Col. Chris Hadfield is the first Canadian to walk in space and the first Canadian commander of the International Space Station. But, his story only begins there. Hadfield communicated in space via social media, bringing his unique personal experience to millions on earth. LexBlog CEO, Kevin O’Keefe, chats with Hadfield at Clio Cloud Conference 2017, about how no matter your profession, astronaut, lawyer or otherwise, you should be harnessing the power of technology to reach people.
Kevin: It’s not every day that I get to interview an astronaut, or even talk with an astronaut.
Chris: Pleasure to talk with you, Kevin, thanks.
Kevin: It’s not bad. I’m getting to talk with Commander Chris Hadfield that just got to speak to everybody at Cleo and I’ll tell you, it was one hell of a talk.
Kevin: Let me ask you just something … I was just trying to figure out things to ask you. I mean, one of the things you did, was you used social media in space. How’d that even come about, that you thought about it and said, “I’m gonna start doing this?”
Chris: I watched the first two people walk on the moon when I was a kid. That was the original social media.
Kevin: You’re right.
Chris: That was the original reality TV, and it was such a contrast with the Soviets. They kept the whole things under wraps, they didn’t talk to people, they turned it into a production and they released it after it had happened. NASA was so much gutsier, they said, this is way too important just to pre-process. We’re just gonna broadcast the whole thing, and let people see it.
As a result, it had a huge impact. I think I learned from that, that if you’re doing something that is worthwhile and rare, that you should not keep it to yourself. Through my whole 21 years as an astronaut, I tried to use whatever technology existed to share it as best I could. On the first flight, it was film, cameras, and hand radio, which is a lousy way to communicate. But by my third flight, Social Media existed, and everybody focuses on media, but what it really is, is social.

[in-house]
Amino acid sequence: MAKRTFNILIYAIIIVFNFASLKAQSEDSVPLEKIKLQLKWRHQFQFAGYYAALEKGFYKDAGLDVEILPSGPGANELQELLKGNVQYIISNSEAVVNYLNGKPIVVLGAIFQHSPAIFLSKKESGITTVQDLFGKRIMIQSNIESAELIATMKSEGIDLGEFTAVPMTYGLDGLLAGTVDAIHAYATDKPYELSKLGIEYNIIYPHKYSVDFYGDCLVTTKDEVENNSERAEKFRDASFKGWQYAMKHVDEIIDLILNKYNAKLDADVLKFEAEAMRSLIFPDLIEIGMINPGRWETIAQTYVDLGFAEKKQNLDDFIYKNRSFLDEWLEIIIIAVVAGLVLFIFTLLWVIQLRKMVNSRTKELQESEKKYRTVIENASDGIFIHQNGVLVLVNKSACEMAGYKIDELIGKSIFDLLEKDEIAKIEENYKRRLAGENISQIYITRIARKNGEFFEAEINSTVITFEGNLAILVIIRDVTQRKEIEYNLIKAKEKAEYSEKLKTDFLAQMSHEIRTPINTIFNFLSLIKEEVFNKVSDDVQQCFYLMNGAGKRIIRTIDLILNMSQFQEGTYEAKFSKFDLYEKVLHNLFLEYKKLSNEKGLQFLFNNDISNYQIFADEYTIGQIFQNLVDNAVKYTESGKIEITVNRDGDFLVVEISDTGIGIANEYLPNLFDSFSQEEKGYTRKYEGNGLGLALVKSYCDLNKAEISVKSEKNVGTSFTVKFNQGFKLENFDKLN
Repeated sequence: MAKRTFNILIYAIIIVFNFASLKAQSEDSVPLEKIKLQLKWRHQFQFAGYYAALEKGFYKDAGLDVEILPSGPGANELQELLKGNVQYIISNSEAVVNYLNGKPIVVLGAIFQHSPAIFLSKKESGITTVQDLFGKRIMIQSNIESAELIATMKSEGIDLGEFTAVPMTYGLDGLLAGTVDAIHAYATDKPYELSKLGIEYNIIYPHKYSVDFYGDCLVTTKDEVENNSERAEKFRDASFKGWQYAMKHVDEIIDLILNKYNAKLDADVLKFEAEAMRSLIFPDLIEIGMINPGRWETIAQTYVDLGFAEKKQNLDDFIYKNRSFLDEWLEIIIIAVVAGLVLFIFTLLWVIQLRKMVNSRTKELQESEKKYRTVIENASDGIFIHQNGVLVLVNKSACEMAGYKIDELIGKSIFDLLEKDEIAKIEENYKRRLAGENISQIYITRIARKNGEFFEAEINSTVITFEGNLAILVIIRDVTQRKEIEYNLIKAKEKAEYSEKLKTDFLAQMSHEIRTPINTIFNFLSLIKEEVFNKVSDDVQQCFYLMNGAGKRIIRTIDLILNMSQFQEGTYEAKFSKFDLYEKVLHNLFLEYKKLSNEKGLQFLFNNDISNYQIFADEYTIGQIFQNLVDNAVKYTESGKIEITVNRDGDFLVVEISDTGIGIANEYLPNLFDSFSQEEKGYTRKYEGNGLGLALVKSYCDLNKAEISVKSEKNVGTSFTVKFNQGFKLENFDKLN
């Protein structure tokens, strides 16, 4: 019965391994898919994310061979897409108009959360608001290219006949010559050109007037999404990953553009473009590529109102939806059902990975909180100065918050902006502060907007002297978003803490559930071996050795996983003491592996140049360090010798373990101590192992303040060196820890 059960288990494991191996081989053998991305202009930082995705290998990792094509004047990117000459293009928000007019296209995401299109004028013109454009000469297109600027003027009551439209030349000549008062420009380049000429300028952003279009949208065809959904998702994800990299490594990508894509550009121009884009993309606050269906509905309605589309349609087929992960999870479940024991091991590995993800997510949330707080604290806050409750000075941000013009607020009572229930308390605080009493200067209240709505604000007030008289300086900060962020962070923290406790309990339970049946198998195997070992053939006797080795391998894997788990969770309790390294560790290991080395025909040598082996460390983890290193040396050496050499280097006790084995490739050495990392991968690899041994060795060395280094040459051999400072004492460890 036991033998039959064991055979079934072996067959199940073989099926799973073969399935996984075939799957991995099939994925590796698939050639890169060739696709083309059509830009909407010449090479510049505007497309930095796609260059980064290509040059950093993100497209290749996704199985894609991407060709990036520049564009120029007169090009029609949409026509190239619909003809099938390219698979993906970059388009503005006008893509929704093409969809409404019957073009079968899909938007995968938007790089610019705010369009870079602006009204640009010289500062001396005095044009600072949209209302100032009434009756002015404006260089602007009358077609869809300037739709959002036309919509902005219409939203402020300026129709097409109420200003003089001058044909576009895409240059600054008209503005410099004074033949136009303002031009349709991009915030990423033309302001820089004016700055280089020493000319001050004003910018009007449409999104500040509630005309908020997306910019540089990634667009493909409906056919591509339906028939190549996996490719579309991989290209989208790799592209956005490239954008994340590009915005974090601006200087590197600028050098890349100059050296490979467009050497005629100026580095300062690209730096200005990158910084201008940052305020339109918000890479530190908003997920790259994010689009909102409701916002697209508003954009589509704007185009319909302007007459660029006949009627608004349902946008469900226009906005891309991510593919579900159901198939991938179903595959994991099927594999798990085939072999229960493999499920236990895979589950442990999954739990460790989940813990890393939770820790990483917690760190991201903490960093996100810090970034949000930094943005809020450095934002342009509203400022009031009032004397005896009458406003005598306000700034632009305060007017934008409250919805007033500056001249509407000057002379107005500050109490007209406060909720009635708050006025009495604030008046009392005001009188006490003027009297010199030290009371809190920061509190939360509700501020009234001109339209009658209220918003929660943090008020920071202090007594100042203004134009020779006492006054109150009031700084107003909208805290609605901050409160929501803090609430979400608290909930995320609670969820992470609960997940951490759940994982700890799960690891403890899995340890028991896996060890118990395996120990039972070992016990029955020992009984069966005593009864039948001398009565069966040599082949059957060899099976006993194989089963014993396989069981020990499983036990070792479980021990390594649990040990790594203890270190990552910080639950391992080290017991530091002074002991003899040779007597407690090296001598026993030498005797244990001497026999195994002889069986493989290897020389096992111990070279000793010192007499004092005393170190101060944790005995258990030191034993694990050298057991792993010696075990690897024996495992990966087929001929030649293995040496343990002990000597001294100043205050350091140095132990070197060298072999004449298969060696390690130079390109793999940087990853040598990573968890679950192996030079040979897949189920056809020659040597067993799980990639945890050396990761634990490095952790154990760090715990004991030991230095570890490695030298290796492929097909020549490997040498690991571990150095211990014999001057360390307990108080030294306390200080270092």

Chris: It’s a way to share the uniqueness of a human experience with a billion people, if they’re interested, and in an unfiltered way. To me it’s an immensely powerful communications tool, and to me it’s just a wonderful way to let people see what exploring the rest of the universe is really like.
Kevin: You have children, right?
Chris: Three, and a granddaughter.
Kevin: And a granddaughter. How old are your kids?
Chris: My kids are all in their thirties.
Kevin: What did growing up with their dad as an astronaut means to them, as you think about it?
Chris: Being the child of an astronaut, your parent has a very risky profession. You have to accept early that your parent may die just as a signed up to part of doing their job. But there’s a lot of kids whose parents are firemen or policewomen, or soldiers or whatever, so that’s not unique. It’s a public job, so you become a public figure, and that has its own pressures on family.
It opens a lot of doors. I remember once we were going to the White House, and I took my kids in to get a haircut and my son, who was about eight at the time, I was saying, “Hey we’re getting haircuts.” He goes, “Yeah, yeah.” I said, “Do you know why you’re getting a haircut?” He looked at me and I said, “‘Cause we’re going to the White House.” And he said, “Again?” ‘Cause from an eight-year-old kids point of view, it’s like a whole day of wearing a tie, it’s standing around, and eventually listening to adults talk to each other.
I say that little story because being the child of an astronaut opens opportunities that otherwise wouldn’t exist, but it also puts a lot of pressure on my kids. Because they don’t often get judged for just who they are. They get judged as being the child of an astronaut, and so if they are successful it’s because, “Well, of course, you’re successful, your dad was an astronaut.” And if they aren’t successful-
Kevin: You fail.
Chris: It’s ’cause “Why aren’t you successful, your dad’s an astronaut?” They get introduced, not as who they are, but as a relative of somebody else. It’s a mixed bag, but we’ve tried to find a way to deal with it with all three kids and they’re all happy and thriving in their thirties, so I think we’re okay.